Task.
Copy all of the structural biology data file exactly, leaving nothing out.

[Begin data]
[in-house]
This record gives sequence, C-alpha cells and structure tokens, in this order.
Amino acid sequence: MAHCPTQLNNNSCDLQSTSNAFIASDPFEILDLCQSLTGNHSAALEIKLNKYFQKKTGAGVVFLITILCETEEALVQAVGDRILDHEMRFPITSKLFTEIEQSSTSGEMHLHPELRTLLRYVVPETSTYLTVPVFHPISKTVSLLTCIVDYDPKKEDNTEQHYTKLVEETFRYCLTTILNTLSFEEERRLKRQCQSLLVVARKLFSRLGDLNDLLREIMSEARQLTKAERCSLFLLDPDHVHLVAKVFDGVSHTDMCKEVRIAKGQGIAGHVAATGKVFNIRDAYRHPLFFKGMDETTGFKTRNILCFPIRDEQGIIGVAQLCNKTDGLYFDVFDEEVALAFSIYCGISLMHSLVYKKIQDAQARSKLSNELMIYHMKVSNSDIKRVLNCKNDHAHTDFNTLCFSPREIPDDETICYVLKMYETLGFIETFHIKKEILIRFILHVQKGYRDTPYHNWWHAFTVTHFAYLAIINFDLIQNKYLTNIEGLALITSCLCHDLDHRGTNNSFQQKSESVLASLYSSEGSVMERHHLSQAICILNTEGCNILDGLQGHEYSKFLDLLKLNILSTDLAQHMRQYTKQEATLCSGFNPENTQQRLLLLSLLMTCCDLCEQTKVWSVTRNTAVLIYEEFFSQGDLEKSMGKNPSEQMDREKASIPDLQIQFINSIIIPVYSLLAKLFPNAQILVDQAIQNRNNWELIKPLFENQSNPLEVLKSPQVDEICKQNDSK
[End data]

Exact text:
[in-house]
This record gives sequence, C-alpha cells and structure tokens, in this order.
Amino acid sequence: MAHCPTQLNNNSCDLQSTSNAFIASDPFEILDLCQSLTGNHSAALEIKLNKYFQKKTGAGVVFLITILCETEEALVQAVGDRILDHEMRFPITSKLFTEIEQSSTSGEMHLHPELRTLLRYVVPETSTYLTVPVFHPISKTVSLLTCIVDYDPKKEDNTEQHYTKLVEETFRYCLTTILNTLSFEEERRLKRQCQSLLVVARKLFSRLGDLNDLLREIMSEARQLTKAERCSLFLLDPDHVHLVAKVFDGVSHTDMCKEVRIAKGQGIAGHVAATGKVFNIRDAYRHPLFFKGMDETTGFKTRNILCFPIRDEQGIIGVAQLCNKTDGLYFDVFDEEVALAFSIYCGISLMHSLVYKKIQDAQARSKLSNELMIYHMKVSNSDIKRVLNCKNDHAHTDFNTLCFSPREIPDDETICYVLKMYETLGFIETFHIKKEILIRFILHVQKGYRDTPYHNWWHAFTVTHFAYLAIINFDLIQNKYLTNIEGLALITSCLCHDLDHRGTNNSFQQKSESVLASLYSSEGSVMERHHLSQAICILNTEGCNILDGLQGHEYSKFLDLLKLNILSTDLAQHMRQYTKQEATLCSGFNPENTQQRLLLLSLLMTCCDLCEQTKVWSVTRNTAVLIYEEFFSQGDLEKSMGKNPSEQMDREKASIPDLQIQFINSIIIPVYSLLAKLFPNAQILVDQAIQNRNNWELIKPLFENQSNPLEVLKSPQVDEICKQNDSK